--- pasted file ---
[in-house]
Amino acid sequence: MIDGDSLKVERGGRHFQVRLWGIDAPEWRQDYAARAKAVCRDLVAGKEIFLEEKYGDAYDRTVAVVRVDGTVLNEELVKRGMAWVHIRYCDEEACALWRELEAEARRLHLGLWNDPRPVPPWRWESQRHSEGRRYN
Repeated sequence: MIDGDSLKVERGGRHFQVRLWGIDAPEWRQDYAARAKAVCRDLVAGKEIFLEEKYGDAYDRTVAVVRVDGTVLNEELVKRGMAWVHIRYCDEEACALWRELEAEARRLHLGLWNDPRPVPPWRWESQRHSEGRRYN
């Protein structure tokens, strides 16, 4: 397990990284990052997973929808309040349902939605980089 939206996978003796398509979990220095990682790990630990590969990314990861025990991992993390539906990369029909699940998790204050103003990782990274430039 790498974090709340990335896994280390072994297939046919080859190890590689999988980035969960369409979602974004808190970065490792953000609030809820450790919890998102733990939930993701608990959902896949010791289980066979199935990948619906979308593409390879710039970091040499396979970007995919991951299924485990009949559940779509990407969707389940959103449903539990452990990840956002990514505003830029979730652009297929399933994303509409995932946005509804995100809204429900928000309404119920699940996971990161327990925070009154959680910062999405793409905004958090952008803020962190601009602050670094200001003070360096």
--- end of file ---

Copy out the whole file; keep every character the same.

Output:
[in-house]
Amino acid sequence: MIDGDSLKVERGGRHFQVRLWGIDAPEWRQDYAARAKAVCRDLVAGKEIFLEEKYGDAYDRTVAVVRVDGTVLNEELVKRGMAWVHIRYCDEEACALWRELEAEARRLHLGLWNDPRPVPPWRWESQRHSEGRRYN
Repeated sequence: MIDGDSLKVERGGRHFQVRLWGIDAPEWRQDYAARAKAVCRDLVAGKEIFLEEKYGDAYDRTVAVVRVDGTVLNEELVKRGMAWVHIRYCDEEACALWRELEAEARRLHLGLWNDPRPVPPWRWESQRHSEGRRYN
């Protein structure tokens, strides 16, 4: 397990990284990052997973929808309040349902939605980089 939206996978003796398509979990220095990682790990630990590969990314990861025990991992993390539906990369029909699940998790204050103003990782990274430039 790498974090709340990335896994280390072994297939046919080859190890590689999988980035969960369409979602974004808190970065490792953000609030809820450790919890998102733990939930993701608990959902896949010791289980066979199935990948619906979308593409390879710039970091040499396979970007995919991951299924485990009949559940779509990407969707389940959103449903539990452990990840956002990514505003830029979730652009297929399933994303509409995932946005509804995100809204429900928000309404119920699940996971990161327990925070009154959680910062999405793409905004958090952008803020962190601009602050670094200001003070360096």